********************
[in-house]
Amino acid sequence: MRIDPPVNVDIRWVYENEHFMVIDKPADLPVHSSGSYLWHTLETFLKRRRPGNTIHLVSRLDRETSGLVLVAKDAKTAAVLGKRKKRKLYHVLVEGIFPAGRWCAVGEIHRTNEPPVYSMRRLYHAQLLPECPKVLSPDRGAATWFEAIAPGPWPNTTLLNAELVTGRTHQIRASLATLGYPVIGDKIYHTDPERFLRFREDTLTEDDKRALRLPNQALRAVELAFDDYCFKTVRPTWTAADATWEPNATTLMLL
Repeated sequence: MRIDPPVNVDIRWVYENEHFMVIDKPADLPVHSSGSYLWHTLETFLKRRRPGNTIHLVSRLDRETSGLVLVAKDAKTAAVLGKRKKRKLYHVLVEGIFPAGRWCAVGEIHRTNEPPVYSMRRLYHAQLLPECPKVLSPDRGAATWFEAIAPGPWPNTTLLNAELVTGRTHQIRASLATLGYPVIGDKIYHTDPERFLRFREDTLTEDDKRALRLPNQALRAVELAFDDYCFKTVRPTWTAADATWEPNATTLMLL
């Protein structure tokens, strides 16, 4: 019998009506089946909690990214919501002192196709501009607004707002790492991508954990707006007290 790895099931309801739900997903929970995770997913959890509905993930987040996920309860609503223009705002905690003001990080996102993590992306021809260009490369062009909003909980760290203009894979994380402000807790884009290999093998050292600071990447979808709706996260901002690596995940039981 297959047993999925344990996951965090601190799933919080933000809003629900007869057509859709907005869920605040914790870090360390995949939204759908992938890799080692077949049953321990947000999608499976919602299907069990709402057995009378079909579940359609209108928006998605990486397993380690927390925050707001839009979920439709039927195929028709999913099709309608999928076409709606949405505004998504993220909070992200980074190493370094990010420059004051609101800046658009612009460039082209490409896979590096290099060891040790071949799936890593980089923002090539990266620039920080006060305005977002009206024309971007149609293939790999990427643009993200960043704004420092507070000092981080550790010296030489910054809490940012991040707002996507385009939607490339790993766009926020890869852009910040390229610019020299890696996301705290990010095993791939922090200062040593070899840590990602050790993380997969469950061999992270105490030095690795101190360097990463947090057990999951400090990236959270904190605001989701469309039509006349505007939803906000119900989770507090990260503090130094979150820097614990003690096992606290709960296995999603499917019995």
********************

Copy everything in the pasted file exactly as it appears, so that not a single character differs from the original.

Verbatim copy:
[in-house]
Amino acid sequence: MRIDPPVNVDIRWVYENEHFMVIDKPADLPVHSSGSYLWHTLETFLKRRRPGNTIHLVSRLDRETSGLVLVAKDAKTAAVLGKRKKRKLYHVLVEGIFPAGRWCAVGEIHRTNEPPVYSMRRLYHAQLLPECPKVLSPDRGAATWFEAIAPGPWPNTTLLNAELVTGRTHQIRASLATLGYPVIGDKIYHTDPERFLRFREDTLTEDDKRALRLPNQALRAVELAFDDYCFKTVRPTWTAADATWEPNATTLMLL
Repeated sequence: MRIDPPVNVDIRWVYENEHFMVIDKPADLPVHSSGSYLWHTLETFLKRRRPGNTIHLVSRLDRETSGLVLVAKDAKTAAVLGKRKKRKLYHVLVEGIFPAGRWCAVGEIHRTNEPPVYSMRRLYHAQLLPECPKVLSPDRGAATWFEAIAPGPWPNTTLLNAELVTGRTHQIRASLATLGYPVIGDKIYHTDPERFLRFREDTLTEDDKRALRLPNQALRAVELAFDDYCFKTVRPTWTAADATWEPNATTLMLL
């Protein structure tokens, strides 16, 4: 019998009506089946909690990214919501002192196709501009607004707002790492991508954990707006007290 790895099931309801739900997903929970995770997913959890509905993930987040996920309860609503223009705002905690003001990080996102993590992306021809260009490369062009909003909980760290203009894979994380402000807790884009290999093998050292600071990447979808709706996260901002690596995940039981 297959047993999925344990996951965090601190799933919080933000809003629900007869057509859709907005869920605040914790870090360390995949939204759908992938890799080692077949049953321990947000999608499976919602299907069990709402057995009378079909579940359609209108928006998605990486397993380690927390925050707001839009979920439709039927195929028709999913099709309608999928076409709606949405505004998504993220909070992200980074190493370094990010420059004051609101800046658009612009460039082209490409896979590096290099060891040790071949799936890593980089923002090539990266620039920080006060305005977002009206024309971007149609293939790999990427643009993200960043704004420092507070000092981080550790010296030489910054809490940012991040707002996507385009939607490339790993766009926020890869852009910040390229610019020299890696996301705290990010095993791939922090200062040593070899840590990602050790993380997969469950061999992270105490030095690795101190360097990463947090057990999951400090990236959270904190605001989701469309039509006349505007939803906000119900989770507090990260503090130094979150820097614990003690096992606290709960296995999603499917019995």